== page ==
What Education Could Be

Aaron ElseBlog, Engage Better, Innovate Better, Lead Better, Teach Further


  • Education has evolved so much over the years, including busing, school meals, accommodations, and more.
  • Imagine what education could be if we stopped placing limits on it.
  • This post shares a hypothetical ideal world for education.

How We Got Here

The 14th Amendment required states to set up a public school system.  That was in 1868, 153 years ago and 92 years after the country had declared their freedom from Britain.  That should lead you to two questions: 

  1. Why did it take 92 years to set up a public school system?  After all, Harvard was founded in 1636.  
  2. What exactly has education done in the past 153 years to make sure we are doing everything we can for all students?

This all started when Massachusetts passed a mandatory education law in 1852, but it wasn’t until 1917 when Missouri finally passed their mandatory education law that all states (48 at time) placed a significant importance on public education. 

However, this still wasn’t all.  There was segregation, sexism, rural students couldn’t get to school, and there was essentially nothing for students who spoke another language or had special needs.  Let’s also not forget that we had very little in terms of child labor laws so most kids quit school to work at very young ages. 

The 1930s saw busing incorporated in school, helping many students get to and from schools, especially in rural areas.  

The 1940s saw school lunch introduced so students could eat while at school (seriously, it took that long to figure out?). They would add breakfast a few decades later.  

The 1950s saw an end to segregation.  

The 1950s and 1960s saw an increase in funding with a push in science and math because of the Space Race with Russia.  

In 1965 Title I arrived to help even the playing field for poorer schools.  

Then 1972 brought about Title IX to help end discrimination based on sex.  

It wasn’t until 1975 that we saw accommodations for all with The Disabilities Act.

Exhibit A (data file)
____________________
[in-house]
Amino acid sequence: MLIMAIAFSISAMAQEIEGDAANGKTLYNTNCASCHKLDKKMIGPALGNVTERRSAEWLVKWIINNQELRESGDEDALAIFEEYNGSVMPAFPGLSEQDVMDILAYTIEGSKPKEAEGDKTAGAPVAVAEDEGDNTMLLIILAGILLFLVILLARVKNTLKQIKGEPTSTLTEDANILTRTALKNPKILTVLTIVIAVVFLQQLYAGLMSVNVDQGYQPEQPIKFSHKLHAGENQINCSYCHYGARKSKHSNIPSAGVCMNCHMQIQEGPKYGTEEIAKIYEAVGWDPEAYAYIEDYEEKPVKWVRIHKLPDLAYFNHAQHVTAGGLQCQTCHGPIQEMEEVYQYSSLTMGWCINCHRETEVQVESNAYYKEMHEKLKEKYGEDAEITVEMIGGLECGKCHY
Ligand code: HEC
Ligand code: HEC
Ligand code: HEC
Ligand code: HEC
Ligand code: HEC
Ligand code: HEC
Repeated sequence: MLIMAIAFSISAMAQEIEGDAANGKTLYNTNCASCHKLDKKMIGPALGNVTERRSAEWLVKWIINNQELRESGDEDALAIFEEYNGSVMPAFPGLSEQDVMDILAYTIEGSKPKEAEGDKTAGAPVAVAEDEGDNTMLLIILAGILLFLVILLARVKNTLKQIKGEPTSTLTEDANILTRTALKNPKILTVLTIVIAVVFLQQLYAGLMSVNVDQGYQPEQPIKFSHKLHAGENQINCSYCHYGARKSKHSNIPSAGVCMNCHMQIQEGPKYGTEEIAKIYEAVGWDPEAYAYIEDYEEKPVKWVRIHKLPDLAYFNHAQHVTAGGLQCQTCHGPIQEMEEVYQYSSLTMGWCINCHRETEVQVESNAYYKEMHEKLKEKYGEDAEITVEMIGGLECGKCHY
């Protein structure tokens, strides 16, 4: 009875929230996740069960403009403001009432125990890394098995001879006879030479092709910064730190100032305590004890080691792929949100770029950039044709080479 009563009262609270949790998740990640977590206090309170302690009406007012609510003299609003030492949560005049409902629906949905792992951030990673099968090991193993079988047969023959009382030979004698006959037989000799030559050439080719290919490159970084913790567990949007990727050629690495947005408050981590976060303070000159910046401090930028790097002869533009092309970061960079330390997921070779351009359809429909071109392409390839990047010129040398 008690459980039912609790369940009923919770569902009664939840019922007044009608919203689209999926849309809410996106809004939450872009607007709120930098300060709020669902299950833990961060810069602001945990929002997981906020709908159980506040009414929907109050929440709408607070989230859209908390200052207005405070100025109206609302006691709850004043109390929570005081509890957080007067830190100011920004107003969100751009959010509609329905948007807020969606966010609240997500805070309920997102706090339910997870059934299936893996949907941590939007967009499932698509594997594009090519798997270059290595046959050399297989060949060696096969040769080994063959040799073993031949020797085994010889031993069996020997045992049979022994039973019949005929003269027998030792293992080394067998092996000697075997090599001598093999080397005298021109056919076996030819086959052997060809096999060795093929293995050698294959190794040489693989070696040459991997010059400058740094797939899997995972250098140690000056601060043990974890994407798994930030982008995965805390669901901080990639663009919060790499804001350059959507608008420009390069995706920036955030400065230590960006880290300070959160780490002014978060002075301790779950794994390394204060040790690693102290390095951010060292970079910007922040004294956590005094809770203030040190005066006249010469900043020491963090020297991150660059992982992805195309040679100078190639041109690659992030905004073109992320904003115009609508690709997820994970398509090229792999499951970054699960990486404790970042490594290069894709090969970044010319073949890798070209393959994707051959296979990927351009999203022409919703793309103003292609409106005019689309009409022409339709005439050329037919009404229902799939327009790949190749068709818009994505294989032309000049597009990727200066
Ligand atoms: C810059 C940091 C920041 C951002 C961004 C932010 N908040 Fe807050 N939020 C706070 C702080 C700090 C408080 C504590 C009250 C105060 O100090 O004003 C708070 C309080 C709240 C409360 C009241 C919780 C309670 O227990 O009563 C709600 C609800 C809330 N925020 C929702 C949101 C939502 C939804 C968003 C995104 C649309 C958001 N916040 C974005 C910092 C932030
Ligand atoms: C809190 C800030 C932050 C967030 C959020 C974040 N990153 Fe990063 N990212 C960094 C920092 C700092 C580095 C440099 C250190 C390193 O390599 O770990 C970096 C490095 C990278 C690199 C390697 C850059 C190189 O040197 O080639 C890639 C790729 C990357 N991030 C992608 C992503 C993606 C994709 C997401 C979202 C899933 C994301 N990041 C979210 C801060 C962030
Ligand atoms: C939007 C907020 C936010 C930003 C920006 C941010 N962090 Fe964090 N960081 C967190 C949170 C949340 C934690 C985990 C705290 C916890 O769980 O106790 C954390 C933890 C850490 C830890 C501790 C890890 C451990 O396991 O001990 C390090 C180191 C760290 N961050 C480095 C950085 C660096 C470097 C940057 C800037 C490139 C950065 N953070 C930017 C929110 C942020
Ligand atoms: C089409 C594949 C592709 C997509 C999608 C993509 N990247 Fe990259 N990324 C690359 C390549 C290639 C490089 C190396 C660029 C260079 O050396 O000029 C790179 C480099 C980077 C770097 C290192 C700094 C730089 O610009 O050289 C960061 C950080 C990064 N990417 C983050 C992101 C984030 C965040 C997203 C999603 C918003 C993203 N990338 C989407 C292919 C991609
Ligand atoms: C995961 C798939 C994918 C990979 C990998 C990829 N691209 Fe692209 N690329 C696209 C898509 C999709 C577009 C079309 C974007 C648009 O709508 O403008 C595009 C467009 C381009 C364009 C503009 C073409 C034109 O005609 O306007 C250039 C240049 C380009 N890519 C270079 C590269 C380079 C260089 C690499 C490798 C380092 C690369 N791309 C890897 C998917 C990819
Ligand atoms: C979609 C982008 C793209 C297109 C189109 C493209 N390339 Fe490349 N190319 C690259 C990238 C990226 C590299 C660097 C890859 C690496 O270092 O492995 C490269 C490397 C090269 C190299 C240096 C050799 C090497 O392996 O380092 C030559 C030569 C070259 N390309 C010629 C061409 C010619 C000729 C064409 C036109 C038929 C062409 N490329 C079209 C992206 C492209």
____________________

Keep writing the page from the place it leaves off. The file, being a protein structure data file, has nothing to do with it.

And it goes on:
The last twenty years we have seen No Child Left Behind, Common Core, STEM, and finally, Race to the Top and a greater focus on Pre-K. 

What could education be if we stopped placing limits on it? Let me help you imagine my hypothetical ideal world for education. Click To Tweet

Are We Better Now?

Of course education looks incredibly different from what it was 153 years ago.  We have online learning, Zoom, virtual instruction, self-paced learning, collaborative learning, iPads, MacBooks, cell phones, and an endless list of resources.  But, is it better?

One could point to the data and say yes.  We have more students graduating and going to college than ever before.  There is greater opportunity for ALL learners. One could argue that we had a great grasp of the English language 100 years ago, but, overall we are doing much better than we ever have before.  But, is it enough?

No.  Largely, in part to the ridiculous amount of red tape we have wrapped our education system in, and our inability to get rid of traditions in education that only seem to slow ourselves down.  

No Limits 

What could education be if we stopped placing limits on it?  Let me help you imagine my hypothetical ideal world for education.  

For this I’m throwing out state mandated testing.

You’re welcome.  Don’t get me wrong, I do feel we need to assess kids to monitor their progress.  However, the way we do it is simply insane.  

I’m keeping learning standards but loosening them up.

Instead of very specific learning standards by grade level, I am keeping them broad, and flexible.  

I’m getting rid of grades and grade levels.

(Can someone explain how grouping students solely by age is still the best idea we have? Afterall we don’t do this in college.) 

Grades.  Research has shown that grades do more harm than good.  You already know this because you’ve likely read Thomas Guskey and the late Rick Dufour.  

Instead, I am placing voice and choice in the hands of the students, while giving them some things they must meet in order to show mastery.  We can still do grades, if you insist, but they are tied directly to standards and instead of “hodgepodge grading,” they are tied to specifics with rubrics.  On one project they could get multiple grades.  

Teachers don’t have required minutes of content they have to meet each day, they just have to cover the standards during the semester and show their students have gotten to at least mastery.  The instructional coaches would help make sure that standards are covered with a focus on engagement. 

There is an opportunity for students to move through the system quickly if they can.  Even to test out of things they already know.